A 37-year-old in the UK died after taking herbal supplements, according to a coroner report.
The coroner said an Ayurvedic practitioner prescribed the woman herbal supplements to treat her arthritis.
Doctors are calling for greater regulation of supplement use.
A 37-year-old died due to complications of taking too many herbal supplements, a coroner determined.
Seema Haribhai died from liver failure after taking herbal supplements to treat her arthritis, according to the coroner's report reviewed by Insider. The coroner, Mary Hassell, did not state which supplements she believed caused the liver failure.
The court heard that Haribhai, who lived in London, England, had concerns about "conventional medication" and turned to an Ayurvedic practitioner. Ayurveda is a traditional medical system practiced in South Asia for 5,000 years that touts healing through diet and lifestyle changes.
The Ayurvedic practitioner gave Haribhai an unspecified amount of supplements. Within a few weeks of ingesting the supplements, she developed liver failure.
Haribhai went back to the Ayurvedic practitioner with yellow skin, a sign of liver disease, after taking the supplements, the court heard. According to the coroner's report, the Ayurvedic practitioner neither told her to stop taking the supplements nor encouraged her to go to a hospital.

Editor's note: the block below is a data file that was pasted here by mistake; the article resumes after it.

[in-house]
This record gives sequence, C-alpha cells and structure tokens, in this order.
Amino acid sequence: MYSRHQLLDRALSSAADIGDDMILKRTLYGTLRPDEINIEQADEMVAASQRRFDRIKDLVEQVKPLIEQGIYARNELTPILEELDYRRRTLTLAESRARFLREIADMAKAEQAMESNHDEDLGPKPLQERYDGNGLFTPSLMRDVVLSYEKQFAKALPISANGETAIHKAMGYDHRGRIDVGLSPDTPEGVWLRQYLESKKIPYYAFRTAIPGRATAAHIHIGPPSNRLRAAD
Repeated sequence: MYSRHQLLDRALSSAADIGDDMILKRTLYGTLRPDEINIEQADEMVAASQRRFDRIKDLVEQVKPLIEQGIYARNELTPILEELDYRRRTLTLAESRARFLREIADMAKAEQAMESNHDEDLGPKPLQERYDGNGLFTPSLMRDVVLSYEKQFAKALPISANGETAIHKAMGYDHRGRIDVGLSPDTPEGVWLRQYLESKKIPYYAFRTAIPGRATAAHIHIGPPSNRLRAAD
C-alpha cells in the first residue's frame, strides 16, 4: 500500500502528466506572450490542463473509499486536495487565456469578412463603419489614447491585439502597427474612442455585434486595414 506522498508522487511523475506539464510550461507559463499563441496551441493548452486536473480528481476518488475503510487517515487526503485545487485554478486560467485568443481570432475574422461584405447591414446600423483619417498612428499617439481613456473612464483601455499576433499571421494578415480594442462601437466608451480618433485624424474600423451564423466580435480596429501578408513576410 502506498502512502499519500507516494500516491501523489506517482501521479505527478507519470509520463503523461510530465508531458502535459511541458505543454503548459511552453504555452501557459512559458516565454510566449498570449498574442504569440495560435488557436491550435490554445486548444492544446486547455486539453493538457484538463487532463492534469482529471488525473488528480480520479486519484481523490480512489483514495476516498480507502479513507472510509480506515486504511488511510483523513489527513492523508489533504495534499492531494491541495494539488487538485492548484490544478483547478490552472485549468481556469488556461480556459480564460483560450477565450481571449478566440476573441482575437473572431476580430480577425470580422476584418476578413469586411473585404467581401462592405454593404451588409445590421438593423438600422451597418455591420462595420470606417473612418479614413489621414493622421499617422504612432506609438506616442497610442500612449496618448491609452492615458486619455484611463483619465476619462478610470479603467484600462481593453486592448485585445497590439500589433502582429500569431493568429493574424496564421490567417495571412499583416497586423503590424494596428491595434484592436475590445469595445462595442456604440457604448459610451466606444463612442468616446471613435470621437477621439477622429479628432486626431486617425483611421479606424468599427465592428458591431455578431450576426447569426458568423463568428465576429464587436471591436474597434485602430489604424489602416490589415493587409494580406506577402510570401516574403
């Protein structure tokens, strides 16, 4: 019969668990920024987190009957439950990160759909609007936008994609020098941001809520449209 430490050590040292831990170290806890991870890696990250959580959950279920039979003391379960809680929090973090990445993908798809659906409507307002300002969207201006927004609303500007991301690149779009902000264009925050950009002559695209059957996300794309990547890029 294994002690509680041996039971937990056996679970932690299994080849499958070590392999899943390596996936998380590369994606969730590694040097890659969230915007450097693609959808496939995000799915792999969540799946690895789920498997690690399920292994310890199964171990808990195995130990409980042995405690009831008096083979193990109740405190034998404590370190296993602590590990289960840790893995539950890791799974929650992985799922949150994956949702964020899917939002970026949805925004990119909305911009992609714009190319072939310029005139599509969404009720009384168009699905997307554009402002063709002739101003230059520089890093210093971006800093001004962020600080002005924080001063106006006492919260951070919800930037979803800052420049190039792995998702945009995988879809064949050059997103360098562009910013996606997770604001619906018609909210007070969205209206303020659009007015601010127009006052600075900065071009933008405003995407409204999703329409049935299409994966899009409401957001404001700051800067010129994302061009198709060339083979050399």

"All medicines can cause harm, even those that are herbal based," Hassell said.
Top Ayurvedic doctors from India told Insider the country's most reputable schools require eight to 10 years after high school studying the practice, plus several years of apprenticeship. Practitioners from these schools use Ayurvedic teachings to supplement modern medicine, and encourage their patients to take medicine prescribed by allopathic doctors.
There is no standardization in practice, however, which can lead to variation in schooling and treatment. The Ayurvedic doctor who treated Haribhai had a five-year degree and one year apprenticeship.
A rise in supplement use
Global sales of supplements increased after the onset of the COVID-19 pandemic. In the UK, vitamin sales increased by 63% between March 2020 and 2021, according to a paper in the peer-reviewed journal Public Health.
Both the UK and US do not closely regulate alternative medicine practitioners or herbal supplement use. Doctors who have witnessed a rise in health problems from supplement use have called for greater oversight.
Hassell said she encourages the UK to better regulate Ayurvedic teachings and herbal treatments. Inaction may cause more deaths stemming, the coroner warned.
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